Avoid Deceptive Movements
Pitchers cannot make any motion that looks like the start of a pitch before actually delivering the ball. These can include taking the hands apart, a glove flick, shoulder turn or bringing the leg up. Keep everything paused until committing to the full pitching movement.
Only Throw to Occupied Bases
Fakes and Throws Only to Runners
It can be tempting to try to deceive runners by faking throws to unoccupied bases. However, any step or throw towards a base without a runner will be called a balk. Pitchers can only make live ball throws or fakes to bases currently occupied by baserunners.
No Deceiving Unoccupied Bases
Even if not intended to deceive, throwovers or pickoff attempts to bases with no runners are prohibited. Pitchers must clearly step off the rubber first, then can only make moves to bases with runners actually on them. Limit pickoff and hold moves to legitimate threats.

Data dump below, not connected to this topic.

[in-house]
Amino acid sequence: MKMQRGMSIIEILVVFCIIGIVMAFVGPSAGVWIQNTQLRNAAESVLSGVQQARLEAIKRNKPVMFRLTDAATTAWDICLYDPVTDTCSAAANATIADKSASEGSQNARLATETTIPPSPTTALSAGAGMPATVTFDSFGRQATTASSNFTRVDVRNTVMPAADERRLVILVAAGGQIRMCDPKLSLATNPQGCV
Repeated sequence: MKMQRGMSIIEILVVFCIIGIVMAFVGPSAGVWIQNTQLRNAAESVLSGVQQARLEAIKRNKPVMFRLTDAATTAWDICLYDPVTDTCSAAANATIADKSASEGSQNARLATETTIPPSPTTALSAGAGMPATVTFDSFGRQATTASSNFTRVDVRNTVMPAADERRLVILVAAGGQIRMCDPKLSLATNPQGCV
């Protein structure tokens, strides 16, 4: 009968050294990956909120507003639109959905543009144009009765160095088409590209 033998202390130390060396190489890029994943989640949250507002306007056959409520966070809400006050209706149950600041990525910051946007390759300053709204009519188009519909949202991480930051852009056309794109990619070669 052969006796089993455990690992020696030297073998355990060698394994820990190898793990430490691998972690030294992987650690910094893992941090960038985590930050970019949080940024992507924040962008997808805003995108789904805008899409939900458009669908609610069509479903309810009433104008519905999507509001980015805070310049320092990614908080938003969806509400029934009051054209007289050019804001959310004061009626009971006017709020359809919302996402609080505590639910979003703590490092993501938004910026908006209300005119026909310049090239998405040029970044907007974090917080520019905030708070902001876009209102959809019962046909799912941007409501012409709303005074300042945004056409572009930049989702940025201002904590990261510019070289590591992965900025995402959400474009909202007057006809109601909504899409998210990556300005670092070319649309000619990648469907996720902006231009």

New Plan Seeks to Limit Balk Call Appeals: Background on Balk Rules
Definition of a Balk
A balk occurs when a pitcher makes an illegal motion on the mound that could deceive a base runner. This includes things like failing to come to a set position, making a quick pitch, or dropping the ball during the pitch.
Controversial Nature of Balk Calls
Balk calls are often controversial as the rules contain a lot of nuance. Determining a balk frequently relies on the umpire’s judgment of whether a deception occurred. Managers frequently appeal balk rulings.
Details of the Proposed Plan
Limits on Appeals and Challenges
The new rule would prohibit teams from using replay review or manager challenges to appeal balk calls. Umpires would have final authority on their initial balk ruling.